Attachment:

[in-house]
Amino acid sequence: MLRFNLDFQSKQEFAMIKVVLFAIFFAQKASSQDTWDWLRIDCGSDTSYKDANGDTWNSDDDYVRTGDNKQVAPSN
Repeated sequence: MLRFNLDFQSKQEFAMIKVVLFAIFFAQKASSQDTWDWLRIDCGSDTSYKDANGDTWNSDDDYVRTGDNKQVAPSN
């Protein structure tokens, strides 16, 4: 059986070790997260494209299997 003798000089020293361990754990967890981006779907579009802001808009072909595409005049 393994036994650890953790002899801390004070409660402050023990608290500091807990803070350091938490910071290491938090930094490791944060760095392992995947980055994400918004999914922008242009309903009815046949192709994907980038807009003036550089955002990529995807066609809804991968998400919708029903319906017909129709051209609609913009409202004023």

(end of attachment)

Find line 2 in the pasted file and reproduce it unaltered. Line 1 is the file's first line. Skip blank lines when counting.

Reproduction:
Amino acid sequence: MLRFNLDFQSKQEFAMIKVVLFAIFFAQKASSQDTWDWLRIDCGSDTSYKDANGDTWNSDDDYVRTGDNKQVAPSN